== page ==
When Lexicon Pharmaceuticals began planning for a clinical trial on neuroendocrine tumors, there were two things it hoped to accomplish. First, it wanted to incorporate patient voice into the trial design. Although Lexicon is a small company without a large budget for patient outreach, knowing what symptoms were most important to patients was critical to designing an effective trial. Second, the company wanted to incorporate some type of mobile technology into the trial to help track feedback from patients.
“Today we have new mobile devices to help us get all types of data from patients,” says Pablo Lapuerta, EVP and chief medical officer for Lexicon, who will be speaking on this topic at the 2nd annual Data & Technology in Clinical Trials USA conference in February. “The problem is we do not always know how to properly interpret that data.”
For example, Lapuerta notes he recently spoke to a physician about how a medicine could help his patients. The doctor suggested giving all of them Fitbits. That device could measure the steps a patient takes in a day, and we know the average American male takes 6,000 steps per day.
“If a patient has a change in step count from 6,000 to 6,500, is that good?” asks Lapuerta. “If the steps for a sick patient changes from 3,000 to 3,500, is that good? It can be difficult to answer those questions. When working with mobile devices, I think we need to be prepared to properly interpret the data we are getting. The best way to do that is to stay close to the patient.”
Gather Patient Reported Outcomes
Lexicon is awaiting approval on a program it designed for patients with neuroendocrine tumors. This is a rare cancer around which little data has been published. Lexicon is working on a subset of that group: Cases where the tumor produces excess serotonin resulting in intestinal problems that include pain, cramping, bowel control, and diarrhea.
“We started recording bowel movement frequency in patients and had some evidence the drug was reducing it,” says Lapuerta. “Some literature we reviewed indicated reducing those bowel movements might be important to patients, but what really helped us to better understand the symptom was interviews we conducted with patients taking part in a Phase 2 study. That input allowed us to gain real perspectives into how reducing that frequency was improving lives, sometimes in quite dramatic ways.”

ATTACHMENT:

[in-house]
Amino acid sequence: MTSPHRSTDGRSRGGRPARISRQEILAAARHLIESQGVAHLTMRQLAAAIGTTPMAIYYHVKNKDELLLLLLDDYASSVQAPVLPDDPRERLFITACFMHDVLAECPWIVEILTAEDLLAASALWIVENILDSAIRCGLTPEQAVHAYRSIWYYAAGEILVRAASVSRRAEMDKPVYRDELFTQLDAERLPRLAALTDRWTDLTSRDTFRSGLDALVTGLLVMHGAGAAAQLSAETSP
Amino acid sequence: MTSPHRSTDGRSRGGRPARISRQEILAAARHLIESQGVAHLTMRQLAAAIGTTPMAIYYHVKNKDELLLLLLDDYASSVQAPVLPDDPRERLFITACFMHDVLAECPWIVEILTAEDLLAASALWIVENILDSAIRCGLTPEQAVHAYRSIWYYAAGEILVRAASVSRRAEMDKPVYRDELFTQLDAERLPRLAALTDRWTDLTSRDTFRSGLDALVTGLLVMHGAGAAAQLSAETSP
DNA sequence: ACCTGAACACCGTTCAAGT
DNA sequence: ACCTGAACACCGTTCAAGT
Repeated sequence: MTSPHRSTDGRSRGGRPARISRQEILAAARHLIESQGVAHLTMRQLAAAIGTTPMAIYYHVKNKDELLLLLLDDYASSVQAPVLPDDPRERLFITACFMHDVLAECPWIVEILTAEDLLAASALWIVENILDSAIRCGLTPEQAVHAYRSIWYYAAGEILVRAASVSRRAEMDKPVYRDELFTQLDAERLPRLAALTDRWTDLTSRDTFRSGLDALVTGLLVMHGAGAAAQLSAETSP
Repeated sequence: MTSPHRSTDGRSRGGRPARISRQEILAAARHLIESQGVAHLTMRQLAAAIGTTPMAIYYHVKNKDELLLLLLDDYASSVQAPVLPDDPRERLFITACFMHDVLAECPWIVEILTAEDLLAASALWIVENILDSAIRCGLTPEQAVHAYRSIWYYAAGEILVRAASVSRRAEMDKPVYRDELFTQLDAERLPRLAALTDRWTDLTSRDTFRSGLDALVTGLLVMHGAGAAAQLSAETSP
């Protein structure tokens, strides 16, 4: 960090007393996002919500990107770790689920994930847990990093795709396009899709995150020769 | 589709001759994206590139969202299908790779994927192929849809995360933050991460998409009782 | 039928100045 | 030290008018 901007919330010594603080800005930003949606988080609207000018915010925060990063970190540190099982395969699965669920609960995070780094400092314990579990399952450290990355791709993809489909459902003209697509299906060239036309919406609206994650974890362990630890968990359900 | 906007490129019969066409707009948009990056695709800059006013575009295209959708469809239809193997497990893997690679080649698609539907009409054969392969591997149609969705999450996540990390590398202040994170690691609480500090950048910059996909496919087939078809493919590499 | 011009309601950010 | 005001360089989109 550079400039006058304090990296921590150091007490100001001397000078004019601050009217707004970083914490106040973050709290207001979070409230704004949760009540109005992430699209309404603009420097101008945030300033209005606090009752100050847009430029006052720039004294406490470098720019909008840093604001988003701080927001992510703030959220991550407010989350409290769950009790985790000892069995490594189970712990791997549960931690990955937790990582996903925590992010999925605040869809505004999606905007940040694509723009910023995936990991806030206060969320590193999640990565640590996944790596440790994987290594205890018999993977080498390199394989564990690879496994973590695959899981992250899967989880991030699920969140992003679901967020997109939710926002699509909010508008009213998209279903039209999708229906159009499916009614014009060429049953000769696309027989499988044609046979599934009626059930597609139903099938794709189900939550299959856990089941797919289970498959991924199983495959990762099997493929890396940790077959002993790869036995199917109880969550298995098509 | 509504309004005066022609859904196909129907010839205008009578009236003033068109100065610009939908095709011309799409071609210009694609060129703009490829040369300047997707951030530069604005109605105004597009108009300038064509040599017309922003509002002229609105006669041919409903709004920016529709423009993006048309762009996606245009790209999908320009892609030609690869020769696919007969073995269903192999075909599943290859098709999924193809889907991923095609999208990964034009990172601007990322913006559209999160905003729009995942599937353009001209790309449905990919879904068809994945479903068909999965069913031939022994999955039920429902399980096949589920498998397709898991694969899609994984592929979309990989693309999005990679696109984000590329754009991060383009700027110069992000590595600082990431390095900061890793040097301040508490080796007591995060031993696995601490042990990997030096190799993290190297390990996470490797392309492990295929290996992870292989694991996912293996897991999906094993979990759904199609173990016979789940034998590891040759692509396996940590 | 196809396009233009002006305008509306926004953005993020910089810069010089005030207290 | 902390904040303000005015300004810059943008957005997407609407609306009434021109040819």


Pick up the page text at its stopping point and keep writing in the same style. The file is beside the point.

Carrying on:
In a new drug application (NDA) presented to the FDA, Lexicon stated that reducing bowel movement frequency by just 30 percent made a real difference in the lives of patients. A subsequent Phase 3 trial gathered additional evidence. Responder analyses (where each subject is classified as either a 'responder' or a 'non-responder') were used to provide confidence that the change produced by the drug was not just statistically significant, but clinically meaningful.
Electronic diaries (eDiaries) were used by patients to record the data. Lapuerta notes the data is collected and can become significant very quickly because the data is so precise. The NDA is currently in the hands of the FDA and Lexicon hopes to have an answer soon.
Select The Right Primary Endpoint
There is a lot of data Lexicon could have collected from patients, and prioritizing primary endpoints was certainly a concern for the company. For the regulatory agencies, Lexicon also had to address why bowel movement frequency would be the primary endpoint. In fact, the FDA even asked Lexicon if stool consistency shouldn’t be the primary endpoint.
“We had to answer that question and used the patient voice to do so,” says Lapuerta. “The interviews we conducted in Phase 3 asked patients, ‘Of all the symptoms you have, which one is the most important for us to treat.’ The most cited response was bowel movements that occurred too frequently.”
Patients were then asked a direct question: “What is more important to you, reducing bowel movement frequency or improving your stool consistency?” A majority of patients again cited bowel movement frequency. Those types of responses can be relevant to regulatory agencies and pharmaceutical companies.
Lapuerta states the effort was about meeting the needs of the patients. Lexicon wanted the surveys to be rigorous, and not simply a marketing exercise. The responses had to support the primary endpoint and have clinical relevance. The interviews were done over the phone. To ensure the results would be relevant, patients had to agree, in advance, to accept the phone call and be interviewed after 12 weeks of treatment. Lapuerta found patients were very eager to discuss their results. The interviews produced a good, unbiased sample of individuals whose characteristics reflected the patient population.
“Many companies will say they are inspired by patients,” says Lapuerta. “We went beyond that and changed what we do. We did not have a huge budget, a patient centricity officer, or an advisory board with patient representation. It is difficult to have those luxuries in a small company. But by engaging with patients and getting them to agree to these interviews, we were able to find a way to hear their voice and incorporate it into our clinical research program. The fact that this was a rare disease means we had to really understand the condition even before we could begin to understand the patient. The data we collected did not have historical benchmarks. Therefore, we had to show that the data we collected was meaningful. The feedback from the patients made it clear that the results mattered to them.”
If you would like to hear more about Lexicon’s use of patient input and mobile devices, plan to attend the eyeforpharma 2nd annual Data & Technology in Clinical Trials USA conference. It will be held February 21-22, 2017 in Philadelphia, PA. Click here for more information, and use the code ClinicalLeader200 to save $200 on your registration.